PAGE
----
Library kids join Read for the Record
by Courtney Stevens
Oct 04, 2013 | 1613 views | 0 0 comments | 37 37 recommendations | email to a friend | print
The members of TAG played a reading game to ensure children remembered the different animals and characters in the story.
The members of TAG played a reading game to ensure children remembered the different animals and characters in the story.
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"Who could save the baby calf?" reader Phyllis McCallop of the Cleveland Woman's Club asked.

"Otis!" a small voice shouted.

"You think Otis can? Oh, you're a good thinker!" McCallop replied.

Millions of children across the world read "Otis" by Loren Long on Thursday afternoon.

"Otis" is the universal book chosen by Read for the Record, a premiere national campaign by Jumpstart, which is presented in partnership with the Pearson Foundation.

The Robinson-Carpenter Memorial Library in Cleveland read Otis at 4 p.m. on Thursday during story hour.

Children entered the room and were greeted by the Teen Advisory Group of the library.

These teens work with Bobbie Matheney, director of youth services, to plan programs for the library.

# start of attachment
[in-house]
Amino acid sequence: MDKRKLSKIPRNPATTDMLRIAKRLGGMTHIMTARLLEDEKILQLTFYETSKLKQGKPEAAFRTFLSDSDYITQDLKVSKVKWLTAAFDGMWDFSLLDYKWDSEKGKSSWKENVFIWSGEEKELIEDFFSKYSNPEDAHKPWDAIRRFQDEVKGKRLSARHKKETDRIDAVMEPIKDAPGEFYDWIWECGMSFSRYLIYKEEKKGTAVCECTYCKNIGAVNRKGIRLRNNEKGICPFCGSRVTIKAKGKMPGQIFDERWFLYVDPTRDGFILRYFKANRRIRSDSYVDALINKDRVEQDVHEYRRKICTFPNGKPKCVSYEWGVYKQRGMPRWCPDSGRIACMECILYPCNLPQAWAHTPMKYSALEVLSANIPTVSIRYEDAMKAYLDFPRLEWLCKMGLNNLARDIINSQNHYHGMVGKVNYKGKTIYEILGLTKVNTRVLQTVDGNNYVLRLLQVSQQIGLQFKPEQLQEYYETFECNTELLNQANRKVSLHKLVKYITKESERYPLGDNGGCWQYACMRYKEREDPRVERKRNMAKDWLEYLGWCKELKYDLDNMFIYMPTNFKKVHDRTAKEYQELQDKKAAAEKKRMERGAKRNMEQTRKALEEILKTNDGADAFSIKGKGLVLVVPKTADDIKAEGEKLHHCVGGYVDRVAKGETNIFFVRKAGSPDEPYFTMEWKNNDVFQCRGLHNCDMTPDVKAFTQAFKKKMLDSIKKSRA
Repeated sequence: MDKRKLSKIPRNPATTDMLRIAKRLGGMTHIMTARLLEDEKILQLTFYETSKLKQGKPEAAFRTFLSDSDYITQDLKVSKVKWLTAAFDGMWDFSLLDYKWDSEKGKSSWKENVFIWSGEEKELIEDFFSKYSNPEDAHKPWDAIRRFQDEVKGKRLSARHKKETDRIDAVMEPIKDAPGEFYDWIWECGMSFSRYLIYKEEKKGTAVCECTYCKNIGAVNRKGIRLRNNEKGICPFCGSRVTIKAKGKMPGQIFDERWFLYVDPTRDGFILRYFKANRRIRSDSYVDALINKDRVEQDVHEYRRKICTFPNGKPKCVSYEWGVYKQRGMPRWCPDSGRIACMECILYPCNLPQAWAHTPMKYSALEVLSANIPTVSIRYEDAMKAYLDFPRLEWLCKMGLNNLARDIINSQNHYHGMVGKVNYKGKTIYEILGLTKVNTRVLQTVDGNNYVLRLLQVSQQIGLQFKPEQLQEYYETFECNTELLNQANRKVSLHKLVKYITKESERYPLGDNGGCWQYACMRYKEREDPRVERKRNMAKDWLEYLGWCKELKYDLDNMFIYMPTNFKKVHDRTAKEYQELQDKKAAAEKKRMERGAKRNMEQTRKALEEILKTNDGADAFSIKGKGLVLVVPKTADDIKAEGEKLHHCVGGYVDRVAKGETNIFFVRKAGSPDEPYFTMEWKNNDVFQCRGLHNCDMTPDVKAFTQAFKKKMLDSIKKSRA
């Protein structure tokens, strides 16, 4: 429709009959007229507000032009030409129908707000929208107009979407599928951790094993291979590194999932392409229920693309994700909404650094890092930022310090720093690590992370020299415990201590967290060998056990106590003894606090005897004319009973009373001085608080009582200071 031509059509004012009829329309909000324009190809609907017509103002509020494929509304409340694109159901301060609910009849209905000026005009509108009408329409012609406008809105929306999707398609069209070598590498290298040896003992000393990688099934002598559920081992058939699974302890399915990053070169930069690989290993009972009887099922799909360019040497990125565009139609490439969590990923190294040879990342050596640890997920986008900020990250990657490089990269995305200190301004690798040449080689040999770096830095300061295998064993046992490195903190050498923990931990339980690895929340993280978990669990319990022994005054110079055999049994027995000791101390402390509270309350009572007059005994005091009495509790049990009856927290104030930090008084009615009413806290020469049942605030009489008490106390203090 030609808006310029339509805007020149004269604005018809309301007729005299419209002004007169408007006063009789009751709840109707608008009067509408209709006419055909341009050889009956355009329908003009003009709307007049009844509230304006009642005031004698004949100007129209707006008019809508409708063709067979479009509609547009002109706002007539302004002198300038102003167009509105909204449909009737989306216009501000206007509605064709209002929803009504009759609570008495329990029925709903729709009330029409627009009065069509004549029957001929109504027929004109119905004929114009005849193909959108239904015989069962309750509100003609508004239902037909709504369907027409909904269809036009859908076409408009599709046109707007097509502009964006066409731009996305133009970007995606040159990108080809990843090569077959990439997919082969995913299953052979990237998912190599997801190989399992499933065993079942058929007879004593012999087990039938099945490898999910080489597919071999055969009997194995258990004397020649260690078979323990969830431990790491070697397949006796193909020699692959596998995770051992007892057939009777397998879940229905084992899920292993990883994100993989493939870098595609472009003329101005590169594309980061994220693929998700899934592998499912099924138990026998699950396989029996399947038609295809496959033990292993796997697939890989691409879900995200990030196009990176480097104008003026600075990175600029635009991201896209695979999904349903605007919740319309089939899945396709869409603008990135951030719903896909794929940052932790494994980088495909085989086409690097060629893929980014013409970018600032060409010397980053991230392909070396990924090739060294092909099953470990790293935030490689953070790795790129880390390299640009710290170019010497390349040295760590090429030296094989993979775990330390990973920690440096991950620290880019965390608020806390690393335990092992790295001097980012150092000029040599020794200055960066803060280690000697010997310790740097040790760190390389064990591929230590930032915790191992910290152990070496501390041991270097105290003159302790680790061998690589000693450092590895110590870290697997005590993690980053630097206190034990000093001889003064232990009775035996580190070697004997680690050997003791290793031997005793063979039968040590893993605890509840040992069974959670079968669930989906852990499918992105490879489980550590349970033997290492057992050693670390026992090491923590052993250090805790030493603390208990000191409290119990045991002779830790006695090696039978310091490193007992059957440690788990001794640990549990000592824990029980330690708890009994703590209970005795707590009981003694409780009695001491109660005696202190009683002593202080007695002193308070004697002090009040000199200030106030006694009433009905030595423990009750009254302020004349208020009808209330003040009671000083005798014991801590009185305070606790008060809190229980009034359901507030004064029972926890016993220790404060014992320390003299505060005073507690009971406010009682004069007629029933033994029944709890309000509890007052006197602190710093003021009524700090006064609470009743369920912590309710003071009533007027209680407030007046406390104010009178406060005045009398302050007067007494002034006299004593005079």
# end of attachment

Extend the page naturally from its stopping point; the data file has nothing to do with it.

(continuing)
TAG dressed in farming costumes and helped read the story, as well as display the book illustrations on a large overhead screen for the children to see.

The children were surrounded with farming decorations throughout the room such as a barn, farming pictures, and a large replica of the cover of Otis.

"I loved the participation from employees and patrons who helped design the scenery for the event," said Matheney.

Before the story began, several teens from TAG asked about different words that would be heard while reading the book such as "bale," "parade," and "stall."

During the reading the children were asked questions about the story to ensure reading comprehension.

"I thought it was an awesome program," said Matheney.

Matheney was pleased to see that the children seemed to enjoy the program.

"They paid attention and that's all a part of reading and making sure children comprehend what they are reading and what's being read to them, so that's very important."

The library will continue to work with TAG and children in the community.

During the week of Oct. 13 to Oct. 19 the library will celebrate teen read week with games and activities.